History of the Sex Worker Rights Movement

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Sex workers sue Malawian government

1 Jan

In 2014 the AFP news agency reported that the 14 Malawian sex workers arrested by police and forced to undergo HIV tests in 2009 had launched a fresh bid to seek damages from the government for “unfair action and violating their privacy.” The group had been arrested and hauled to a government hospital for HIV testing without their consent, and had their positive results disclosed in an open court. According to the police, having the women tested was part of their investigation.

‘When I Dare To Be Powerful’ training and publication

1 Jun

In June 2009 Akina Mama wa Afrika (AMWA) and the Urgent Action Fund-Africa (UAF-Africa) conducted the first-ever Sex Worker African Women’s Leadership Institute in Mombasa (Kenya). The workshop brought together sex workers from Kenya, Uganda and Tanzania. This training was unusual in content, structure, interaction, learning and outcomes.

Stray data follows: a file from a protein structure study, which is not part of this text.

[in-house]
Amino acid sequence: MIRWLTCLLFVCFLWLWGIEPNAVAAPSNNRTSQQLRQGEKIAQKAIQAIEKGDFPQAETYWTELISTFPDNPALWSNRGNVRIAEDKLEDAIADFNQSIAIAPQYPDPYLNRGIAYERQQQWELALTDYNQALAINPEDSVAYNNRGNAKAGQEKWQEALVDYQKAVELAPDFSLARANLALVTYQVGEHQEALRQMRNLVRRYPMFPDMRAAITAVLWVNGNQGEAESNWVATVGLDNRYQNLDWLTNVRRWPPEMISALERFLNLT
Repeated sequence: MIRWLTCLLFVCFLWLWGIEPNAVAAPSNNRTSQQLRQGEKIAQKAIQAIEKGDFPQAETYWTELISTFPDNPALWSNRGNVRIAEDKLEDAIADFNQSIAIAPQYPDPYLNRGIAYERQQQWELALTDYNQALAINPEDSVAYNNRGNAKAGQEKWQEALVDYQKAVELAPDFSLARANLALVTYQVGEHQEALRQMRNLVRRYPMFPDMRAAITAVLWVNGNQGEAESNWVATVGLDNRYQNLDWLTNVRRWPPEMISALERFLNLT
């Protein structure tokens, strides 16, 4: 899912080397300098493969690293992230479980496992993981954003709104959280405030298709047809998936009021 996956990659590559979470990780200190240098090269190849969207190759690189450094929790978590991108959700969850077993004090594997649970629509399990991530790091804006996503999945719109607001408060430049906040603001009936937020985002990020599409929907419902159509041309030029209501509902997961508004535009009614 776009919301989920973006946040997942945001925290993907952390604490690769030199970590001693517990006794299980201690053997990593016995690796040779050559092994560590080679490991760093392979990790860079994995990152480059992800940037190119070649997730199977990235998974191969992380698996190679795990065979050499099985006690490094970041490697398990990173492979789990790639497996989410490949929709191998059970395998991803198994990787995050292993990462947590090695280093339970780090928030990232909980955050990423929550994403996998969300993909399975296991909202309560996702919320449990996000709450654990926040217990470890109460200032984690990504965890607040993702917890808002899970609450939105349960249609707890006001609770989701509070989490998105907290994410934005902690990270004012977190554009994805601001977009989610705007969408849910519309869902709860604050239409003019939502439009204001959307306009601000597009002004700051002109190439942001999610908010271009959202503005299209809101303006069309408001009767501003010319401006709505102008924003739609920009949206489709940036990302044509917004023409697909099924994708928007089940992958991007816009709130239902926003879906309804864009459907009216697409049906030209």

Sex workers’ conference moved from Uganda to Kenya

1 Mar

In March 2008, women’s rights groups and development organisations joined forces to hold one of the first sex workers’ rights conferences on the African continent. The conference brought 35 activists and experts from allied groups to Kenya to discuss an evidence-based approach to sex workers’ health and human rights.

HIV and Sex Work Conference in Mozambique

1 Oct

In October 2007 an HIV and Sex Work Conference took place in Maputo (Mozambique). About 150 delegates from Lesotho, Malawi, Mozambique, Swaziland and Zimbabwe attended the conference to discuss a strategic plan aimed at addressing the spread of HIV among sex workers, as well as the risks sex workers face. The conference was organised by Mozambique's National AIDS Council and the United Nations Fund for Population Activities.

Jordan v. State Constitutional Court judgment

1 Aug

In August 2001, massage parlour owner Ellen Jordan and two of her employees, Louisa Broodryk and Christine Jacobs, appealed to the Pretoria High Court for the constitutionality of the Section 20 (1)(a) of the Sexual Offences Act (1957) which states that sexual intercourse between two persons of the opposite sex who are not married is an offence only if it is practised "for reward" by a person.